Borderlands is a weekly rundown of developments in the world of United States-Mexico cross-border trucking and trade. This week: Nearshoring draws more U.S. logistics investment to Mexico; Volkswagen issues temporary work stoppage at plant in Mexico; commercial auto supplier TitanX expands Mexican factory; and a truck driver in Texas dies in a collision with a freight train.

Nearshoring draws more US logistics investment to Mexico

Two U.S. companies are making moves south of the border as a nearshoring boom to Mexico continues.

Redwood Logistics recently announced an expansion of operations into new offices in the Mexican city of Monterrey. Redwood Mexico has been operating in the country for about five years, but the expansion of its Monterrey operations reflects the investment manufacturers are making in nearshoring efforts, company officials said.

Redwood Mexico currently has over 100 employees in the country, mainly in the company’s 6,000-square-foot offices in Monterrey.

“The size of our team based in Mexico will grow over 50% year over year during 2023,” Jordan Dewart, president of Redwood Mexico, told FreightWaves. “Going forward we expect double-digit-percentile growth as the revived nearshoring movement continues to gain momentum.”

Redwood Mexico is part of Chicago-based 3PL Redwood Logistics.

Meanwhile, Tampa, Florida-based 3PL BlueGrace Logistics recently announced it is expanding into Mexico by the end of the year.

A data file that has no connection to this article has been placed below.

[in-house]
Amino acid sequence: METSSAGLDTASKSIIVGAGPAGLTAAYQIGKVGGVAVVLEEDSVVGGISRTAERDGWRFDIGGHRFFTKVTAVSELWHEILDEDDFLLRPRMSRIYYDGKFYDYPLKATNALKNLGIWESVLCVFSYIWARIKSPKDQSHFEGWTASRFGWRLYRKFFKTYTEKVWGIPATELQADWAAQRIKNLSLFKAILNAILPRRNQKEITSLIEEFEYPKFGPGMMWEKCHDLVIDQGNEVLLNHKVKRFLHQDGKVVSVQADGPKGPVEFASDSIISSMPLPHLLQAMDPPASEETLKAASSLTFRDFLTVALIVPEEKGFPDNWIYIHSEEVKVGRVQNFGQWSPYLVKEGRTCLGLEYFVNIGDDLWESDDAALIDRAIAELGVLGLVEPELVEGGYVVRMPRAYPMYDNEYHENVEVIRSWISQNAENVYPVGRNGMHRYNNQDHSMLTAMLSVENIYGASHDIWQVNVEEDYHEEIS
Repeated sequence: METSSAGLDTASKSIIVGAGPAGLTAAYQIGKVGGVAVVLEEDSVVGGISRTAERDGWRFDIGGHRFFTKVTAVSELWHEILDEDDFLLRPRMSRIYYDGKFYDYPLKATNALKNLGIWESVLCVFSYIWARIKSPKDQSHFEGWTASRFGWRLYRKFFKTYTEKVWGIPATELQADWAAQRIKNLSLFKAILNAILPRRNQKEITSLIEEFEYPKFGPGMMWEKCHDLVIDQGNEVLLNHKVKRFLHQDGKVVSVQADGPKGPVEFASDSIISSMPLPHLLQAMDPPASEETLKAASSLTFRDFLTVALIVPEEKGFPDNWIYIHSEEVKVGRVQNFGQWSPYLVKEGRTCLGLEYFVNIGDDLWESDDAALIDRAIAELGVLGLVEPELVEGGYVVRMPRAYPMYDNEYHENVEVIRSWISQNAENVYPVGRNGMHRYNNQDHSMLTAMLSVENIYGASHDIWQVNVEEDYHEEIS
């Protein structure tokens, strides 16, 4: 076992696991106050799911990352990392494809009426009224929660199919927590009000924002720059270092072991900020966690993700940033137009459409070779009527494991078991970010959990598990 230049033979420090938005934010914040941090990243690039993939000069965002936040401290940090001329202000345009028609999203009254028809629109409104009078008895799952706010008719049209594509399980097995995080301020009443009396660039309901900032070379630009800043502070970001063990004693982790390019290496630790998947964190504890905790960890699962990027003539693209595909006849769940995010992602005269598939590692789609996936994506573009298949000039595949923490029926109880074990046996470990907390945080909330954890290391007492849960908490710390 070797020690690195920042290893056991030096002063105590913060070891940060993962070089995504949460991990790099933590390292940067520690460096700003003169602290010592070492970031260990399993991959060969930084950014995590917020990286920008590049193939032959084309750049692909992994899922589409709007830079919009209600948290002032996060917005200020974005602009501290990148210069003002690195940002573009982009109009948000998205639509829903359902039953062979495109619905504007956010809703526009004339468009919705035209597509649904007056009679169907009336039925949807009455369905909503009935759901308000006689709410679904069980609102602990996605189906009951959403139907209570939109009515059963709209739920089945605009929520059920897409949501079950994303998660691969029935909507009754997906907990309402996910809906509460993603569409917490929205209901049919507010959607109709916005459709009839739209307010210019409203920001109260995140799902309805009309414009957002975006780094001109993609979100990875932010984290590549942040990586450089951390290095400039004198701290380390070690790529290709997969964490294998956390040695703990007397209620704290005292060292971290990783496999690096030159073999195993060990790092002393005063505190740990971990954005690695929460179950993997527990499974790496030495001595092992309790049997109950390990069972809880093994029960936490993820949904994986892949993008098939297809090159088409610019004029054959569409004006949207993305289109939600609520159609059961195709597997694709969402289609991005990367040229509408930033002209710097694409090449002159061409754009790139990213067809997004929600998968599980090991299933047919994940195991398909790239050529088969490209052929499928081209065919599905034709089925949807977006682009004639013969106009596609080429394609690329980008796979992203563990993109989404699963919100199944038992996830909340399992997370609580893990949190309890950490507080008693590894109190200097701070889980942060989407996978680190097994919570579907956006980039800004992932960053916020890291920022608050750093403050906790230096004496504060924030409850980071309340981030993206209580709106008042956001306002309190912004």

Scott Schara, chief commercial officer of BlueGrace Logistics, said he’s been doing business in Mexico for more than a decade and has seen Mexico become a “viable option” for more and more shippers.

“I think the pandemic and the 2021 supply chain issues coming out of Asia really got people looking at nearshoring as a viable option,” Schara told FreightWaves. “You’ve got the port congestion and everything over on the West Coast, then you’ve got the unknown of the cost of the containers coming across the ocean. So Mexico has become much more viable.”

BlueGrace has not finalized a location for the new office in Mexico but is considering options such as Monterrey and Mexico City, he said. The company recently hired Jose Fernandez Chavira as vice president and manager of the company’s Mexican operations. 

BlueGrace specifically wants to take advantage of expected growth in electronics, appliances and automotive manufacturing in Mexico as more semiconductors are made nearby.

Schara said that the plan to open a location in Mexico was also prompted by customer demand.

“We’ve had a number of our customers ask us when we’re going to get involved with Mexico,” Schara said. “We took the opportunity to listen to our customers and roll out a strategy and hire Jose, somebody that’s done this before, and he’s done it before in a very successful manner.”

Dewart said some of the big drivers of freight are currently sectors such as automotive, home appliances, aerospace, pharmaceutical, HVAC, and food and beverage.

“As shippers of all kinds make the move south of the border, it’s vital that we grow to match their efforts,” Dewart said. “With our expansion in Monterrey, we’re now able to service more cross-border freight.”